Developing an Open Education Resource to develop Digital Literacy Skills for Employability in the Life and Health Sciences

Catherine Jane Hack

Abstract


This case study describes the development of an open educational resource (OER) designed to support students in the identification, evaluation and development of the digital literacies required for employability in the life and health sciences. The OER prompts students to recognise and evidence their existing attributes and identify areas for development; furthermore, it equips them to articulate their experiences and skills to employers. Embedded in these activities is the use of digital literacies, including information gathering, evaluation and sharing, as well as developing and promoting a professional profile. The resource was developed in partnership with students and is now being deployed and evaluated as part of an extra-curricular activity which students can use for evidence in their Higher Education Achievement Report (HEAR).


Keywords


Open Education Resource ; digital literacy; employability

Full Text:

PDF

References


Benedictus, L (2013) ‘Top 10 things employers are looking for.’ The Guardian, 22 April 2013.

Available at: http://www.theguardian.com/money/2013/apr/22/top-10-things-employers-looking-for (Accessed: 09 September, 2013).

Bennett, S Maton,K and Kervin,L (2008) ‘The ‘digital natives’ debate: A critical review of the evidence.’ British Journal of Educational Technology, 39, 5, 775–786.

Digital Literacies in the Disciplines (2014) Available at: http://dlind.referata.com/wiki/Main_Page (Accessed: 10 October 2014).

EDGE Award (2012) Available at: http://edge.ulster.ac.uk (Accessed: 6 January 2014).

EDGE Award (2013): Category 4 Formal University-Wide Opportunities http://edge.ulster.ac.uk/documents/Category412sept13_001.pdf (Accessed: 6 January 2014)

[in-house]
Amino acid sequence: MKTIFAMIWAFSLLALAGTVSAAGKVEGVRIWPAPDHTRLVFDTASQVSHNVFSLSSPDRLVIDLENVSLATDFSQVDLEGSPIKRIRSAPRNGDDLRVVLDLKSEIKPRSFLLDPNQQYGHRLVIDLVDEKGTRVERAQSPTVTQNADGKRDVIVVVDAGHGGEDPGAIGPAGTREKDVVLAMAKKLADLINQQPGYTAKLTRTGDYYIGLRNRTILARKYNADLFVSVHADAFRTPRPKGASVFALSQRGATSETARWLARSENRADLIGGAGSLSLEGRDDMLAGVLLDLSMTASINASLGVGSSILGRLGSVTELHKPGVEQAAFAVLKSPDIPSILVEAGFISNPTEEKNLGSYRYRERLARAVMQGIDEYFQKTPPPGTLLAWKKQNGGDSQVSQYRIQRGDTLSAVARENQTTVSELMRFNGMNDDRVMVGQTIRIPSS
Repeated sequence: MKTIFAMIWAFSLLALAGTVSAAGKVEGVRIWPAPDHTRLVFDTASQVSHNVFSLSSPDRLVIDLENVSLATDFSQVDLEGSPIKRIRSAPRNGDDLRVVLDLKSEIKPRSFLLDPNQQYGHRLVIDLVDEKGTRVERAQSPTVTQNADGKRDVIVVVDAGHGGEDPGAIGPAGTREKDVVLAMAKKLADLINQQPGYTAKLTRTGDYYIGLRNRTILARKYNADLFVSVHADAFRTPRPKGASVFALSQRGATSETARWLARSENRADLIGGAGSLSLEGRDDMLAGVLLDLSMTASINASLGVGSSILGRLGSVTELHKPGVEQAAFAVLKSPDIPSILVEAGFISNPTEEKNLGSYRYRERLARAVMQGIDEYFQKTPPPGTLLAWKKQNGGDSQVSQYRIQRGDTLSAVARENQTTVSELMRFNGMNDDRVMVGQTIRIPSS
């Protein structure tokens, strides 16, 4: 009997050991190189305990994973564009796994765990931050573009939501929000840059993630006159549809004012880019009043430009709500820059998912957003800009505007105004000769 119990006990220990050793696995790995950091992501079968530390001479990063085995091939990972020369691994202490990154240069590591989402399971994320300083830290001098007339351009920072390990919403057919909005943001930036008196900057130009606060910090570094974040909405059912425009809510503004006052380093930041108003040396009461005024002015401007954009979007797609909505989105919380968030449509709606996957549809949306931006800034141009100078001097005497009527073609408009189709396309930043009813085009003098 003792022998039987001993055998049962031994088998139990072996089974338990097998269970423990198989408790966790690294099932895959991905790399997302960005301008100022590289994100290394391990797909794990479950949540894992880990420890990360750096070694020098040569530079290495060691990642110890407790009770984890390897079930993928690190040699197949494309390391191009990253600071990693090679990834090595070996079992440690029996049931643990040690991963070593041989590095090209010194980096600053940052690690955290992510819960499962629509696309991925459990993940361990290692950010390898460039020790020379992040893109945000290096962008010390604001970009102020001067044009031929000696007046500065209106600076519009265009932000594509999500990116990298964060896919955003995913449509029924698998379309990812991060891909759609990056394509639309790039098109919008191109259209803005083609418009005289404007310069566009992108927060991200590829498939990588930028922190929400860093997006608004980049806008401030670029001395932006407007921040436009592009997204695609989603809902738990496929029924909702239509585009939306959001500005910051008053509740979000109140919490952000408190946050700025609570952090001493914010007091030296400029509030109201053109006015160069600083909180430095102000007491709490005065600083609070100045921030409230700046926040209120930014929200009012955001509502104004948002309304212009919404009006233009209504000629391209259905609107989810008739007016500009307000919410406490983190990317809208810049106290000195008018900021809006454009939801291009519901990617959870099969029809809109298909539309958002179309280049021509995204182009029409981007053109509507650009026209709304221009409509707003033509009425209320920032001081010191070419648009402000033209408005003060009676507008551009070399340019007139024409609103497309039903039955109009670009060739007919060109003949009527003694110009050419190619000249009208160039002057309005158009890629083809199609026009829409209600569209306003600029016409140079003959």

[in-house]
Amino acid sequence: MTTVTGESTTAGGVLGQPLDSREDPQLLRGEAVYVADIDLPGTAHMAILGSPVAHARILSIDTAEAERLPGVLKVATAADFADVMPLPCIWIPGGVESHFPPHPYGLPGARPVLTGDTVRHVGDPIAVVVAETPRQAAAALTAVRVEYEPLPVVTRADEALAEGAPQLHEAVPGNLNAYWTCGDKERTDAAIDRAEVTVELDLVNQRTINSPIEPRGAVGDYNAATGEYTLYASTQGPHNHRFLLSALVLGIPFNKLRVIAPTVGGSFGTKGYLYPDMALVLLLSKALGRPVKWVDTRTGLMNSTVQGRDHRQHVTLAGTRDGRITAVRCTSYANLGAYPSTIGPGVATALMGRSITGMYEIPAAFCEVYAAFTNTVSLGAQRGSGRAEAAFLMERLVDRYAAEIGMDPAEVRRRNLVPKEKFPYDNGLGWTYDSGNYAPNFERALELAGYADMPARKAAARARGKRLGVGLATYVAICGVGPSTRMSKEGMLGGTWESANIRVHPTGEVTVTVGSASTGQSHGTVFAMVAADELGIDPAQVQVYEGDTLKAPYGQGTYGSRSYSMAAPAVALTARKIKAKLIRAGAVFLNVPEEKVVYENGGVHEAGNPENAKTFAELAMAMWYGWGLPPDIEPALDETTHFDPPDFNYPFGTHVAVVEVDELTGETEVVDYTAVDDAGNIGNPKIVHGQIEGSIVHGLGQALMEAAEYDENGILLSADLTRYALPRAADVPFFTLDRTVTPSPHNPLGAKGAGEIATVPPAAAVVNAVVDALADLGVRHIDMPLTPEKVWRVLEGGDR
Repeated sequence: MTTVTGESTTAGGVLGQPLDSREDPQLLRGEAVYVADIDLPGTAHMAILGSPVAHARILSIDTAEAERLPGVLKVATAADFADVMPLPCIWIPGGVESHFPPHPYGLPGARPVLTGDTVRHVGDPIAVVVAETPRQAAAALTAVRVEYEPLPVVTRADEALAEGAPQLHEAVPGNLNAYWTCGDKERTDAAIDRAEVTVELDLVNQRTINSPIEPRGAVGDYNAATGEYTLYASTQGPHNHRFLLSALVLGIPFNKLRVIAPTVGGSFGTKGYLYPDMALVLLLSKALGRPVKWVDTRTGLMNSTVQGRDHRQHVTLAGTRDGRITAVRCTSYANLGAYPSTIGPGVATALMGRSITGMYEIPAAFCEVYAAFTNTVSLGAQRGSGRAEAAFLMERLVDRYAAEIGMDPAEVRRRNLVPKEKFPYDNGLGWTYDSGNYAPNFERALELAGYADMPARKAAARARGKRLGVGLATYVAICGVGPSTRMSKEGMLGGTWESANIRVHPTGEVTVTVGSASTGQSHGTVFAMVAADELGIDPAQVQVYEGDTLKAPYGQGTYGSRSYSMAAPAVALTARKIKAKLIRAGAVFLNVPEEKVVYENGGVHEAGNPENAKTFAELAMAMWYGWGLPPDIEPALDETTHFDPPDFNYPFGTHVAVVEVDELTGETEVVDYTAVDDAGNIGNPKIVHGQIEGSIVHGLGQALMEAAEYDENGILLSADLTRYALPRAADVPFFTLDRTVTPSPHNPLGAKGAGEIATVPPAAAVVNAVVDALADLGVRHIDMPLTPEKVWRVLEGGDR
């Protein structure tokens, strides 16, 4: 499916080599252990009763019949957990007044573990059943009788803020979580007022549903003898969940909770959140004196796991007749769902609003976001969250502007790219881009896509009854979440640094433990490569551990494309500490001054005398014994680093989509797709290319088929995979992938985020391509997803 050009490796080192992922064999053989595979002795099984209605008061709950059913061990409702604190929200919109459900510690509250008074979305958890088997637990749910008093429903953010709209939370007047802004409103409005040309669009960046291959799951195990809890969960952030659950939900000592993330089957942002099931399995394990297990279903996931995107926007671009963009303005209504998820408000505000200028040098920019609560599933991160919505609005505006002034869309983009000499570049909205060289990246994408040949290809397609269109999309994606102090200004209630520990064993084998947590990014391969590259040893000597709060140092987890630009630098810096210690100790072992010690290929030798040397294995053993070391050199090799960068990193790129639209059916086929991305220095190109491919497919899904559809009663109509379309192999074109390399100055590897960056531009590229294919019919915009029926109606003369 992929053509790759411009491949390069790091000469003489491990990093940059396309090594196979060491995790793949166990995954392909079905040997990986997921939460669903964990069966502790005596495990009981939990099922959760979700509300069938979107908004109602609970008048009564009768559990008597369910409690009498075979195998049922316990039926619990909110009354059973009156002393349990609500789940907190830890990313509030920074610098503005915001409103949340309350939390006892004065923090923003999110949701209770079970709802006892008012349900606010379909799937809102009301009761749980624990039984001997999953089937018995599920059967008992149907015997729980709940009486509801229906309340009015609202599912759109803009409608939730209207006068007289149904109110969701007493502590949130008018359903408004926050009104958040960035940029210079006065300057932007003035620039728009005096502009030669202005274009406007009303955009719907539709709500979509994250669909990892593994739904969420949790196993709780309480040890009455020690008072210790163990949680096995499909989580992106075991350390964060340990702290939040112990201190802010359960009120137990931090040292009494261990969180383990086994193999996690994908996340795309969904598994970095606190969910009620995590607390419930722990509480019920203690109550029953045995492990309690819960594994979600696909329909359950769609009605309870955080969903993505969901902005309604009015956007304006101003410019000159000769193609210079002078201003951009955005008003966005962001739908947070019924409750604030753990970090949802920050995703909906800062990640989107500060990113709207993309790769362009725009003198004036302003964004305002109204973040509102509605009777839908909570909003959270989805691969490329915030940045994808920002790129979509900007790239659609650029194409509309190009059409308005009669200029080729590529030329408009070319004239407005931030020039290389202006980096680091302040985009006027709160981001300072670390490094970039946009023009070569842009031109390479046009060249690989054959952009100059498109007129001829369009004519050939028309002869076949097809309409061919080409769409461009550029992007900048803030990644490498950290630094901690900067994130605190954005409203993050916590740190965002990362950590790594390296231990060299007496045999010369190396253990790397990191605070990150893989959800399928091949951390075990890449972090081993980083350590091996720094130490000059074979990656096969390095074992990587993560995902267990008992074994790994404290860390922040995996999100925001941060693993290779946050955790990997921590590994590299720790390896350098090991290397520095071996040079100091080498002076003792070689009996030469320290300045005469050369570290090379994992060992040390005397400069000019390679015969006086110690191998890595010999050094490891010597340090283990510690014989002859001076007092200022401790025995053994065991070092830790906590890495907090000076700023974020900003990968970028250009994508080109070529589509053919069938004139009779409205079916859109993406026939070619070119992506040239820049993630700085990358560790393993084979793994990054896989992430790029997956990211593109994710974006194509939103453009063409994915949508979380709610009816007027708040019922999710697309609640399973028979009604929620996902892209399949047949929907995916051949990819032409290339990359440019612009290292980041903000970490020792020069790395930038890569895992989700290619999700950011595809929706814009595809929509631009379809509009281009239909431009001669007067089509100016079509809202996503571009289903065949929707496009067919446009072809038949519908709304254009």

Exeter CASCADE Project: Developing Digital Skills for Scholars (2013) Available at: http://projects.exeter.ac.uk/cascade/ (Accessed: 29 October 2013).

Hew, K. F., & Cheung, W. S. (2013) ‘Use of Web 2.0 technologies in K-12 and higher education: The search for evidence-based practice.’ Educational Research Review, 9, 47-64.

Kilduff, S., Skerret-Byrne, D. and Hack, C.J. (2014) ‘An Open Education Resource to develop Digital Literacy Skills for Employability in the Life and Health Sciences through a staff-student partnership.’ Available at: https://www.heacademy.ac.uk/resources (Accessed: 8 January 2015).

Tambouris, E., Panopoulou, E., Tarabanis, K. A., Ryberg, T., Buus, L., Peristeras, V. and Porwol, L. (2012) ‘Enabling Problem Based Learning through Web 2.0 Technologies: PBL 2.0.’ Educational Technology & Society,15,(4), 238-251.

Vivian, R., Barnes, A., Geer, R. and Wood, D. (2014) ‘The academic journey of university students on Facebook: an analysis of informal academic-related activity over a semester.’ Research in Learning Technology, 22.

White, D.S, and Le Cornu, A.(2011) ‘Visitors and Residents: A New Typology For Online Engagement.’ First Monday, [S.L.], August 2011. ISSN 13960466. Available at: http://Firstmonday.Org/Ojs/Index.Php/Fm/Article/View/3171/3049 (Accessed: 29 October 2013).

Wright, F., White, D., Hirst, T. and Cann, A. (2014) ‘Visitors and Residents: mapping student attitudes to academic use of social networks.’ Learning, Media and Technology, 39(1), 126-141.

Xerte Project Available at: http://www.nottingham.ac.uk/xerte/toolkits.aspx (Accessed: 31 March 2014).




DOI: http://dx.doi.org/10.21100/jeipc.v1i1.206

Refbacks

  • There are currently no refbacks.